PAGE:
If The New Craigslist App Had Come Any Sooner My Life Would Be In Shambles

Screenshot: Apple App Store
Screenshot: Apple App Store

For the last 10 years or so, I’ve spent most of my life browsing two websites: Jalopnik and Craigslist. Read about cars, buy cars, wrench on cars—that’s my life’s motto, and it’s been serving me damn well (mostly). Right now, I own 11-ish automobiles, which, you could argue, is too many, but I’d own far, far more had the recently-released Craigslist app come a few years sooner. I thank the heavens it didn’t.


I purchased my first automobile back in 2010, having spotted the 1992 Jeep Cherokee with 215,000 miles on the clock for sale on Craigslist near Charlottesville, Virginia. I paid $1,400 for it, or about $500 under the asking price. After all, Craigslist etiquette, as we all know, requires that the purchase price be markedly lower than the asking price.

All through college, and even when I entered the workforce in 2013, I spent hours each day on my laptop browsing the internet for sweet old automobiles. I even bought a few, and met some incredible people along the way. But when a laptop wasn’t nearby, I rarely bothered trying to access the website from my cell phone. This, I’ve come to realize, was a blessing, as my impulse control when it comes to certain automobiles (manual transmission Jeeps, namely) is basically zero.

Here’s a bit more about the app from our sister-site, Gizmodo:

Like the website, the mobile app is extremely simple—no frills, bells, or whistles. The app’s overall design mimics the website as well, meaning its mostly just text and a clean interface. As you’d imagine, that makes the app extremely fast and easy to load. There’s also a post tab that streamlines posting straight from your phone. Not that making a Craigslist post was ever hard, but the app does make the process a lot smoother.

Now that the app is out, am I worried that I’ll wind up filling my yard with automobiles like Michigan’s Ron Dauzet—the man whose township forced him to sell all of his cars—did? Nope. Craigslist is pretty much dead in my eyes. Between the new fee they charge to list an automobile, and the existence of Facebook Marketplace, it seems there are fewer and fewer cool cars on the site, and while I bet this app will yield some improvements on that front, I don’t think I’ll be returning. At least, not as often as I once did.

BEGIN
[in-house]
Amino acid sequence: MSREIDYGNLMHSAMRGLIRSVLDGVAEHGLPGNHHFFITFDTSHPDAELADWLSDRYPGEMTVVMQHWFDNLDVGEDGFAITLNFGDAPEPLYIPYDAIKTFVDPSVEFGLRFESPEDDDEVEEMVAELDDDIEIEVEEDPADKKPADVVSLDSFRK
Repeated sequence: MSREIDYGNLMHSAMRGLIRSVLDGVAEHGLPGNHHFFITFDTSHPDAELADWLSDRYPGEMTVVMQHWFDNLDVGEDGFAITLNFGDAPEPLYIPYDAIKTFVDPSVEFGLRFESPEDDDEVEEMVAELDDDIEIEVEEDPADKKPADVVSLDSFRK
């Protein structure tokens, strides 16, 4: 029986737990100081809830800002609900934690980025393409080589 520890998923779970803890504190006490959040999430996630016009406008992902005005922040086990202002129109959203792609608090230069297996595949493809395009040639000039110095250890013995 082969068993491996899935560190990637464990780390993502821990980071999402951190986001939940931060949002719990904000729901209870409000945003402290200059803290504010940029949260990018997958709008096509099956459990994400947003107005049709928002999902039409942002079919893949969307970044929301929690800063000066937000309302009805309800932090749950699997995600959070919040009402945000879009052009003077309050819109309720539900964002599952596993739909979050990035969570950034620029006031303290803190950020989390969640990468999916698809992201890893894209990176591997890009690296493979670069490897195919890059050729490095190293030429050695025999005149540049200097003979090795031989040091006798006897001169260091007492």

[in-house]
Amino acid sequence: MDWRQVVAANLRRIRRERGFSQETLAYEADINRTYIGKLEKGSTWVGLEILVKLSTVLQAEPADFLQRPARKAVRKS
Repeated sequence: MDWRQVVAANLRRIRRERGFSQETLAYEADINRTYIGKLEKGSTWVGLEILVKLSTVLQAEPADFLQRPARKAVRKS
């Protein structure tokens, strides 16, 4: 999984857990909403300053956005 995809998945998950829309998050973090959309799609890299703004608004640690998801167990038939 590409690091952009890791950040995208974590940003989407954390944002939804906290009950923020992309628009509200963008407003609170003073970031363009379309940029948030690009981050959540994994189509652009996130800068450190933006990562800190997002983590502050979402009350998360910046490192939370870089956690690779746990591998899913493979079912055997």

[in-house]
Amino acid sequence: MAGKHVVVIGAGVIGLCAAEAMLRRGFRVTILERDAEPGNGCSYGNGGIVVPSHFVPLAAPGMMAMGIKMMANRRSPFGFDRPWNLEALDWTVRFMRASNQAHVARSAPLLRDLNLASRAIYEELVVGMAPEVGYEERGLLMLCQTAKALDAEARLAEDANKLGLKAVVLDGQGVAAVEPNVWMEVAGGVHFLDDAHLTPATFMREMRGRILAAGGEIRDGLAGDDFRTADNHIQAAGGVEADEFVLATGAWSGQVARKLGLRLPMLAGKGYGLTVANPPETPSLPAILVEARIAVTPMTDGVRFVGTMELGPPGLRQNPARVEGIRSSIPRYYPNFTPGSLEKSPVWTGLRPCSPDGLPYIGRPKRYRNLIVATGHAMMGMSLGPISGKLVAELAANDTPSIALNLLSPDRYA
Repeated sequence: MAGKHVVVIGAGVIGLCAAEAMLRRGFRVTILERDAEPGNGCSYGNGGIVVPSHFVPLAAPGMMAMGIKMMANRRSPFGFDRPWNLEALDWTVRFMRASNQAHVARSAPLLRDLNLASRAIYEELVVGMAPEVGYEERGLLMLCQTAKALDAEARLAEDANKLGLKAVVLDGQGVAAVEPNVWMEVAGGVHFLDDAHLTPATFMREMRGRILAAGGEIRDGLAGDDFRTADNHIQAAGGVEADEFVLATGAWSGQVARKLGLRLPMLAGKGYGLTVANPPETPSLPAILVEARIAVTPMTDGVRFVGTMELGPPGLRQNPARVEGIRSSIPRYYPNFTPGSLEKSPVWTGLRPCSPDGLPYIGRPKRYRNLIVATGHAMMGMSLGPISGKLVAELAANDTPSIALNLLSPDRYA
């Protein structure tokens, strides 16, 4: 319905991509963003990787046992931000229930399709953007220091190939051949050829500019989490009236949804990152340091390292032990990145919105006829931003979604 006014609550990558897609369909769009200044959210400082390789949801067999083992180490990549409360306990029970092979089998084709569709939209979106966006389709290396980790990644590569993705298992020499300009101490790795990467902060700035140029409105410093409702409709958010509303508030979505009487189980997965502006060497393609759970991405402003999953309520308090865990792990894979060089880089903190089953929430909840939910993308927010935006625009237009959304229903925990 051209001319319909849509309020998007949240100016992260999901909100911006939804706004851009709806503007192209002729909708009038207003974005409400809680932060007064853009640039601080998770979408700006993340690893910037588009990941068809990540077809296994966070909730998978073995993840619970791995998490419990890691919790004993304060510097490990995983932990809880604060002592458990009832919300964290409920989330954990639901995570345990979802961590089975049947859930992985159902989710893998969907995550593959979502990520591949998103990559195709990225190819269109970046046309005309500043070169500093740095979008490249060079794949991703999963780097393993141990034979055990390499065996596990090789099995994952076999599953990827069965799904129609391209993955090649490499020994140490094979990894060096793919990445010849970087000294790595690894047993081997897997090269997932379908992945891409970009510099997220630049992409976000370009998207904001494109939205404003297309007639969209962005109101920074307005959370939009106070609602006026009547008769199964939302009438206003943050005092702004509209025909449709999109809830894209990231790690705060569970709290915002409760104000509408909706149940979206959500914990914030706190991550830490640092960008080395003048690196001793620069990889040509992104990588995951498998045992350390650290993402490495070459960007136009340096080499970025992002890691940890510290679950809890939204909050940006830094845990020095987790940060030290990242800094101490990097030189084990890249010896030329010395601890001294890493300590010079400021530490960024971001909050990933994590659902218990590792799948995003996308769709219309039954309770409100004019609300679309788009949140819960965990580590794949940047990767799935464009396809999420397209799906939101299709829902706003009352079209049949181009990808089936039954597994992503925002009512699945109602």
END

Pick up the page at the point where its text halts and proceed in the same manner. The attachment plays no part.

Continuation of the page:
Facebook Marketplace has its own share of problems, but as of now, it’s my go-to. Is it as good as a solid Craigslist app would have been about five or six years ago? I don’t think so, but that’s probably a good thing. For me, at least.

Sr. Tech Editor, Jalopnik. Owner of far too many Jeeps (Including a Jeep Comanche). Follow my instagram (@davidntracy). Always interested in hearing from engineers—email me.


Mercedes Streeter

While I applaud this effort, it’s far too late. At least in my area, Facebook Marketplace has taken over the vast majority of the online selling scene. The local Craigslist is now filled to the brim with spam from dealerships, scams, and thirsty folks who abuse tagging. There was even a guy that bought a Chinese clone scooter from me then tried to sell its parts as the real deal.

Facebook Marketplace may be hella broken (why is every Honda a 400EX?) but on the whole, I’ve been purchasing most of my vehicles from it. It’s nice that I can sorta figure out if the person I’m meeting with is a scumbag before I commit to it.

Now, there has been one good side effect of Facebook’s domination. It seems anyone who has either sworn off Facebook or doesn’t know how to use it is still on Craigslist. And thus, they sometimes sell their stuff for dirt cheap. The bargain basement TDI I bought a few weeks ago was a weird case. The dude had it listed ONLY in northern Wisconsin despite the fact the car itself (and him) was in central Illinois. Odd, but I still drove it home for a price so low I could have flipped it same day on Facebook for profit.